Navigation Links
Healthy coral reefs hit hard by warmer temperatures

Coral disease outbreaks have struck the healthiest sections of Australia's Great Barrier Reef, where for the first time researchers have conclusively linked disease severity and ocean temperature. Close living quarters among coral may make it easy for infection to spread, researchers have found.

"With this study, speculation about the impacts of global warming on the spread of infectious diseases among susceptible marine species has been brought to an end," said Don Rice, director of the National Science Foundation (NSF) Chemical Oceanography Program, which funded the research through the joint NSF-National Institutes of Health Ecology of Infectious Diseases Program.

For 6 years, the international research team, led by University of North Carolina (UNC)-Chapel Hill, tracked an infection called white syndrome in 48 reefs along more than 900 miles (1,500 kilometers) of Australia's coastline.

The colorful coral colonies that attract visitors to the Great Barrier Reef live atop a limestone scaffolding built from the calcium carbonate secretions of each tiny coral, or polyp. While polyps provide the framework, coral's vivid hues come from symbiotic single-celled algae that live in the polyps. The algae supply much of the food coral need to survive.

When disease or stressful environmental conditions strike a coral colony, the polyps expel their algae. This algae loss makes the coral appear pale.

"We're left with a big question. Can corals and other marine species successfully adapt or evolve, when faced with such change?" Rice said.

Understanding the causes of disease outbreaks will help ecologists protect reef-building corals, which support commercial marine species and buffer low-lying coastal areas.

"More diseases are infecting more coral species every year, leading to the global loss of reef-building corals and the decline of other important species dependent on reefs," said lead study author John Bru no at UNC. "We've long suspected climate change is driving disease outbreaks. Our results suggest that warmer temperatures are increasing the severity of disease in the ocean."
'"/>

Source:National Science Foundation


Related biology news :

1. Healthy coral reefs of Madagascar resisting damage from climate change
2. Tsunami-damaged coral reefs should be left to recover naturally, say scientists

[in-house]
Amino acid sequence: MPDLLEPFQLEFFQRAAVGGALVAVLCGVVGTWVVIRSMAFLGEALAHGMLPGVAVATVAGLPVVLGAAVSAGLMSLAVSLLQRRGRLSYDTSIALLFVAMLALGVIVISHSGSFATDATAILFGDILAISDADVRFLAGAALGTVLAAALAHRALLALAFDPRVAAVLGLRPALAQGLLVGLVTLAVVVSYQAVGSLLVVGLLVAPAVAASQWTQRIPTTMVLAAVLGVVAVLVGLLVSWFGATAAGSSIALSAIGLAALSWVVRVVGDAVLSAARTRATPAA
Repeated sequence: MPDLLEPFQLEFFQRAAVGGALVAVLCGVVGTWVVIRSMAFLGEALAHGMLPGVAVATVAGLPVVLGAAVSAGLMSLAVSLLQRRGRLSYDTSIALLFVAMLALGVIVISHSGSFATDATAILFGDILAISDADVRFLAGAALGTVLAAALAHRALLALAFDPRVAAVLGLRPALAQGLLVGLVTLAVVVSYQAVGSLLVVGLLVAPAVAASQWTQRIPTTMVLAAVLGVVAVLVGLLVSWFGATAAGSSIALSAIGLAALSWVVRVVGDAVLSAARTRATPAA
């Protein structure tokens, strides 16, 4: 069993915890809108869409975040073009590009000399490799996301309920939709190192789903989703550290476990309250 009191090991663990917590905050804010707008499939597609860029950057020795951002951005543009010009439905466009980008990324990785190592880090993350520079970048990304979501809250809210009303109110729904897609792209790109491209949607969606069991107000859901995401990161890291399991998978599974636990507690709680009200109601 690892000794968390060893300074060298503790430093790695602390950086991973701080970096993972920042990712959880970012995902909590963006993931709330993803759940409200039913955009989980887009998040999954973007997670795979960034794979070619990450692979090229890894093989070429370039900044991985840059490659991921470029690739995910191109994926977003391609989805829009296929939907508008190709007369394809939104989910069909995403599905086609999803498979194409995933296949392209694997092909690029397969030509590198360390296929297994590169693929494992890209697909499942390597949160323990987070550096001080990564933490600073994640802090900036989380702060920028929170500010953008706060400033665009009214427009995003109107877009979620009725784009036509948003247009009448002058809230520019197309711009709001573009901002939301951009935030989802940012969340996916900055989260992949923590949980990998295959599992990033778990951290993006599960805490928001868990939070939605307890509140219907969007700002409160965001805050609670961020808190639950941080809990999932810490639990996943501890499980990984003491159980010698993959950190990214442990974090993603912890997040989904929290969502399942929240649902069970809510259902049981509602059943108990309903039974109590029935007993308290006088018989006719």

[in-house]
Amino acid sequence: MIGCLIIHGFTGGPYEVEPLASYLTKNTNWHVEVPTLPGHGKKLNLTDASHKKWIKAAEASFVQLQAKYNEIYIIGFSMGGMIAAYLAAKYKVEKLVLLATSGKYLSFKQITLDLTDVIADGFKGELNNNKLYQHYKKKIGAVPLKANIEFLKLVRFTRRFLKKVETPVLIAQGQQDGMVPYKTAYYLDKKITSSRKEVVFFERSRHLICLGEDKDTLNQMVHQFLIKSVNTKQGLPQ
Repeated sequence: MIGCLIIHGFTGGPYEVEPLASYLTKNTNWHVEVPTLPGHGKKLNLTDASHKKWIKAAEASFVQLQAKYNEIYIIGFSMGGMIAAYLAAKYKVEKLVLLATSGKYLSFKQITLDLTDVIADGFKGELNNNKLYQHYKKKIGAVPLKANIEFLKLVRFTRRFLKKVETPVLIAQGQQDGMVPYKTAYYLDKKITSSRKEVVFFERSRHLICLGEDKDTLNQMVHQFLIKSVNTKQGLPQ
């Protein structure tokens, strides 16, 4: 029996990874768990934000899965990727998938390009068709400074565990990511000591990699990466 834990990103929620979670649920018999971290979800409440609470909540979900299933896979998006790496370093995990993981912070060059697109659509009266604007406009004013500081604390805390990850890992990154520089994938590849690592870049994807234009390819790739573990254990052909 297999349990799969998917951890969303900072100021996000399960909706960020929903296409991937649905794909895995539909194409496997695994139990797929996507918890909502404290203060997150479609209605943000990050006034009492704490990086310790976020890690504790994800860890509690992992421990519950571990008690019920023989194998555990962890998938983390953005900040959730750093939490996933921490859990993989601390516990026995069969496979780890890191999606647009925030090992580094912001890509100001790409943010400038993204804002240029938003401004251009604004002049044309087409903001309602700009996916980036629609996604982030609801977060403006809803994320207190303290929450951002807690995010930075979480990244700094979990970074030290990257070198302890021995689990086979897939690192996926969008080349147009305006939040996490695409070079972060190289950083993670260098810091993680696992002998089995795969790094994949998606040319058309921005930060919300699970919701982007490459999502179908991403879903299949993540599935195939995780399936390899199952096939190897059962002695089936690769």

3. Hidden sponges determine coral reefs nutrient cycle
4. Marine conservation organizations team up to conduct Indonesia coral reefs assessment
5. Health of coral reefs detected from orbit
6. Scientists look to the Bahamas as a model for coral reef conservation
7. Tiny polyps gorge themselves to survive coral bleaching
8. Too much sugar not good for coral reefs
9. Sea corals trick helps scientists tag proteins
10. How marine reserves are giving coral reefs a helping hand
11. Ocean acidification threatens cold-water coral ecosystems

Post Your Comments:
*Name:
*Comment:
*Email:


(Date:8/15/2017)...   ivWatch LLC , a medical device company focused on ... receipt of its ISO 13485 Certification, the global standard for medical ... Standardization (ISO┬«). ... Continuous Monitoring device for the early detection of IV infiltrations. ... "This is an important milestone for ivWatch, as ...
(Date:6/30/2017)... ARLINGTON, Va. , June 30, 2017 /PRNewswire-USNewswire/ ... a leading developer and supplier of face and ... the ATA Featured Product provider program. ... created an innovative way to monitor a driver,s ... benefit greatly from being able to detect fatigue ...
(Date:6/14/2017)... 15, 2017  IBM (NYSE: IBM ) is introducing several ... dedicated to developing collaboration between startups and global businesses, taking ... During the event, nine startups will showcase the solutions they ... industries. France is ... with a 30 percent increase in the number of startups ...
Breaking Biology News(10 mins):
(Date:10/12/2017)... Iowa (PRWEB) , ... October 12, 2017 , ... ... based in Vilnius, Lithuania, announced today that they have entered into a multiyear ... is to provide CRISPR researchers with additional tools for gene editing across all ...
(Date:10/11/2017)... ... October 11, 2017 , ... ... President Andi Purple announced Dr. Suneel I. Sheikh, the co-founder, CEO and chief ... ), Inc. has been selected for membership in ARCS Alumni Hall of ...
(Date:10/11/2017)... 11, 2017  VMS BioMarketing, a leading provider of patient ... Clinical Nurse Educator (CNE) network, which will launch this week. ... among health care professionals to enhance the patient care experience ... and other health care professionals to help women who have ... ...
(Date:10/10/2017)... (PRWEB) , ... October 10, 2017 , ... San Diego-based ... of its corporate rebranding initiative announced today. The bold new look is part ... as the company moves into a significant growth period. , It will also expand ...
Breaking Biology Technology: